Behaviorism In William Stafford's Traveling Through The Dark

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Ever had a mental “fork in the road?” Of course you have. We all have those tough decisions to make at times. William Stafford’s “Traveling Through the Dark” is about one of those very instances. But there’s more to it than meets the eye. In fact, one could argue that the point of view character has this internal struggle due to a psychological theory called behaviorism. Behaviorism is the psychological theory that we are influenced by our environment through social means. Because of behaviorism theory, the main character develops a moral struggle caused by his surroundings. To delve deeper, here’s a line-by-line analysis of “Traveling Through the Dark.” Starting readers off with the first two lines, “Traveling through the dark I found a deer dead on the edge of the Wilson River road.” (Line 1 and 2, Stafford), adds a sense of setting to the story. The conflict becomes recognized in the next two lines, “It is usually best to roll them into the canyon: the road is narrow; to swerve might make more dead.” (Lines 3 and 4, Stafford). Apply your brakes here to reassess this statement. Not only does this add to the sense of setting by giving detail of Wilson River road, but it gives the reader more detail into the conflict. Our narrator states “It is usually best to roll…show more content…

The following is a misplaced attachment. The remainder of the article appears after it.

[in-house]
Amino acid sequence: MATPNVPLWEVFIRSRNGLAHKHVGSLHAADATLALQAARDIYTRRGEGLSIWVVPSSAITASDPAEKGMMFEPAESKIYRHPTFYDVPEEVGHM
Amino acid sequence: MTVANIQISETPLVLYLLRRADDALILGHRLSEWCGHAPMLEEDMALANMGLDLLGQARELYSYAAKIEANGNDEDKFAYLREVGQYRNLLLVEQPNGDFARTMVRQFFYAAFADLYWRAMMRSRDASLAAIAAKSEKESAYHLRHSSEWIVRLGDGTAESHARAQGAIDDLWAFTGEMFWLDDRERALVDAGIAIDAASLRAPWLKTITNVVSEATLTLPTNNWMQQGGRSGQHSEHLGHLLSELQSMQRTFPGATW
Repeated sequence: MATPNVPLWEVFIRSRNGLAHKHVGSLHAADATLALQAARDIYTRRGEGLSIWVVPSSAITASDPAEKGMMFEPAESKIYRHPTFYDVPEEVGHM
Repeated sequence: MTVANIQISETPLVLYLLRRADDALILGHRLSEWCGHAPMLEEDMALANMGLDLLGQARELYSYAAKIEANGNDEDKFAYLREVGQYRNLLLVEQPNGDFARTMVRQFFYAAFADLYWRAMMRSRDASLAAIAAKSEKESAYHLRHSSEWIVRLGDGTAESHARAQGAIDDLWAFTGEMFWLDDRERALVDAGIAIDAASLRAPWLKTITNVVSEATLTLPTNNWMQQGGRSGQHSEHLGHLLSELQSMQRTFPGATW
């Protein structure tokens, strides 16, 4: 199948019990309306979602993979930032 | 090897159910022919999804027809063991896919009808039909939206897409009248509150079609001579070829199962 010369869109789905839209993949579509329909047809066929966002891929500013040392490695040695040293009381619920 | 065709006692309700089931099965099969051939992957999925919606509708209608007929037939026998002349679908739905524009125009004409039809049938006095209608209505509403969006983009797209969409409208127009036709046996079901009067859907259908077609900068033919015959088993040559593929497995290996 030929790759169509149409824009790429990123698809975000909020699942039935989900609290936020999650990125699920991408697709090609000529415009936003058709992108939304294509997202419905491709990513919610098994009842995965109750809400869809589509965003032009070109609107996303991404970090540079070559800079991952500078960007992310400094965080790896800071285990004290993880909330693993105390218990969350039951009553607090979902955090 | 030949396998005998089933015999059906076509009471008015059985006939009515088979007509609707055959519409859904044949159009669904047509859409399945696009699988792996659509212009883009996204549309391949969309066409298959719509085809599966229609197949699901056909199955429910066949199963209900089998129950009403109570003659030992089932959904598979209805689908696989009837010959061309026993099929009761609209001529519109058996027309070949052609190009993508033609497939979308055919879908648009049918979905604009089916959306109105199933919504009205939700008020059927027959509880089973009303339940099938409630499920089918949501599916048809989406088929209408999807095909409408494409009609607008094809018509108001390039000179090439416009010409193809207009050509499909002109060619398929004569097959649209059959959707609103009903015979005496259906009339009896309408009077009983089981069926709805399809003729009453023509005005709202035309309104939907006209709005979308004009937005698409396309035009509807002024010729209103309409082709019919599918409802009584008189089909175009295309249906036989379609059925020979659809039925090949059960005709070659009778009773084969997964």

They continue “her side was warm; her fawn lay there waiting, alive, still, never to be born.” (Lines 10 and 11, Stafford), this setting forth the cause of the moral imbalance with the narrator. Line 12 confirms the question of judgement for the narrator as it reads “Beside that mountain road I hesitated.” We also are clued into more detail into the setting that Wilson River road is a slim mountainside one. As the climax of the story heats up, so does the narrator’s
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